Walking sports, as the gentler version of popular sports like football and hockey, get our hearts pumping and muscles working. Alongside many physical health benefits, they boost mental wellbeing too.
Endorphins or ‘happy hormones’ flow as we move, improving our mood. The love of the sport lifts our spirits. With our game faces on and goals in mind, concentration is key. We need to keep a constant eye on the ball and, when it lands in our hands or at our feet, agility is needed — mentally, as well as physically. ‘Who should I pass to?’ ‘Where are my opponents?’ ‘How far is the goal?’ are thoughts that whizz through our brains. Walking sports help to keep the mind sharp.
While we’re taking steps to get active at home (and our ambassador, John Inverdale, has shared fantastic tips), keeping our minds healthy is vital too. So, when the time is right to resume walking sports and we’re slipping our trainers back on to head into the game, we feel alert and excited.
The good news is, there are fun opportunities to enjoy at home that offer mental stimulation. Here are our five recommendations that may enhance your ability once back on the pitch. From baking — so you can whip up tasty treats for your walking sports family to enjoy post-game — to painting, to hone your motor skills and hand-eye co-ordination in play.
In walking sports, the camaraderie and community spirit doesn’t stop when the whistle blows. The post-game cuppa and cake is just as important! The act of baking or buying and bringing refreshments is just as fulfilling as tucking in, so why not take this time out to practise whipping up tasty treats?
If you fancy yourself a budding Prue Leith or Paul Hollywood, or perhaps haven’t touched a wooden spoon since Home Economics, pop on an apron, dust off your rolling pin and try baking.
From melting, mixing, kneading and proving to filling the home with a fabulous aroma of freshly baked goods and, finally, the all-important taste test, baking is a multi-sensory experience. Better yet, it boasts mood-boosting qualities too; a recent study found that those of us who enjoy baking and cooking on a regular basis feel more relaxed. In fact, one in three Brits turn to baking to de-stress. ‘Happiness’ is the predominant emotion evoked in keen bakers, followed by ‘calm’ and ‘focus’.
As baker Peter Reinhart once said: “It’s all about a balancing act between time, temperature and ingredients. That’s the art of baking.” From carefully following instructions, to weighing the ingredients and ensuring your timings are spot on, baking requires precision and patience. These skills are especially important given that ageing can lead to decreased activity in parts of the brain that enable concentration. We all know the precision that’s needed to pass to your team-mate or aim for the goal. We might not see immediate wins but, with patience and focus, we’re far more likely to achieve!
Baking allows your creativity to shine. Dreaming up new recipes and experimenting with different flavours and textures is great fun. You’ll soon be raising smiles with your shortbread and wowing with your Viennese Whirls! Indeed, over half (55%) of home bakers relish the feeling of achievement after baking.1 It’s a delightful activity with a delicious result.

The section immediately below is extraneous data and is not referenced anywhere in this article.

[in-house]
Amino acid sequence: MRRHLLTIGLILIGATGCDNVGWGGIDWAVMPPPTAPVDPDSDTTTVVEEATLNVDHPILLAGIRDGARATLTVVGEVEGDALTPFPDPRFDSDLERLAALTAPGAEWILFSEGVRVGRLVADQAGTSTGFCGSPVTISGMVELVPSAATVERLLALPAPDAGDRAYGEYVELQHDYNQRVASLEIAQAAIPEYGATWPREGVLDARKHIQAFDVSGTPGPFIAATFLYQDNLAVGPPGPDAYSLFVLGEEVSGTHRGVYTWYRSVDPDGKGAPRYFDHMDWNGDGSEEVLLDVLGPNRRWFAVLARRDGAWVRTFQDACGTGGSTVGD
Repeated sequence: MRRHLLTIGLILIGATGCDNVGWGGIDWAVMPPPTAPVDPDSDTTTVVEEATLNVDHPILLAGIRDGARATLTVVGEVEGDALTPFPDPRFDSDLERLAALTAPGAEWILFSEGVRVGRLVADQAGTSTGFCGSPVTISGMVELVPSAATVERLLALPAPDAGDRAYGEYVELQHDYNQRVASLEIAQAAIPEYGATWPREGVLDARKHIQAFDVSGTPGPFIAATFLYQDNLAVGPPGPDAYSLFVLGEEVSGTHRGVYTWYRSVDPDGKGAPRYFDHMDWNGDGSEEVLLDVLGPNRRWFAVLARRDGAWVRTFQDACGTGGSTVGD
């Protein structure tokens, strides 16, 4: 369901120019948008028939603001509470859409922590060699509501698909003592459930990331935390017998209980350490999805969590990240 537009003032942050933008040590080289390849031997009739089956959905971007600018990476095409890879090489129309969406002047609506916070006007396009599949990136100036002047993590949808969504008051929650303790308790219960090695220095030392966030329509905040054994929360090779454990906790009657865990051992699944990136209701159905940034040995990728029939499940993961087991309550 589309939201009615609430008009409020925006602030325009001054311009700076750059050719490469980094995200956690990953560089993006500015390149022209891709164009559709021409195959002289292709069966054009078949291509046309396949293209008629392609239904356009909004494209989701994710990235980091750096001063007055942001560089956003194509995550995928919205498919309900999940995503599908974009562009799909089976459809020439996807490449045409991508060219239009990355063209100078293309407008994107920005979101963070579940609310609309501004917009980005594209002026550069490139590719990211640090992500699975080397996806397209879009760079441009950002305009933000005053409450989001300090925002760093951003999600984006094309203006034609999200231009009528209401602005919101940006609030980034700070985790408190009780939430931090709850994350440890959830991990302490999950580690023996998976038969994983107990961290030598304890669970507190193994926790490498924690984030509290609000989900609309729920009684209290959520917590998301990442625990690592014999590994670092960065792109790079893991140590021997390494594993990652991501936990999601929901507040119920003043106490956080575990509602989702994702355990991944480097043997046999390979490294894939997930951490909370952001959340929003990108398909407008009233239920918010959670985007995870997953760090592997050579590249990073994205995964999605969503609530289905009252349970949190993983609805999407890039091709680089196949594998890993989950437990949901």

Sweet treats aside, you could even practise cooking nutritious snacks and meals to fuel your body and aid recovery when it’s time to get back in the game. From vitamin-packed fresh salads to grilled chicken with roasted Mediterranean-inspired veggies, take this time to find foods you enjoy, with the knowledge that they’re kind to your body too.
If you’re a walking sportster, you’ve already shown proactivity and an eagerness to learn new skills. There are endless opportunities to broaden your knowledge and grow your skillset further with online courses. Enjoy fun tutorials on activities like cake decorating to impress your team-mates at the next post-game social. Maybe you’ve always fancied doing photography? You could soon become your club’s resident photographer, whether it’s capturing the celebrations after an epic goal or your team-mates’ smiling faces enjoying cake afterwards. Alternatively, you could learn a lifelong skill like first aid.
Embarking on an online course can create a sense of routine; logging in on time, listening closely and practising for ‘homework’ requires self-discipline. Recalling previous classes will also sharpen your memory, with mental exercises like this proven to reduce the risk of developing dementia. Sound familiar? It’s very similar to getting to grips with walking sports. Partaking in a new hobby will be equally motivating and fulfilling. It’s a productive way to spend your time — it’s day-to-day enjoyment that will result in longer-term skills.
As walking sportsters, we also know the importance of community. Online courses may involve video calls or forums so you can interact with others. Just like with walking sports, you already have the springboard of shared interests to start a lovely friendship. Our social health and mental wellbeing are closely connected, so take time to get to know your virtual team!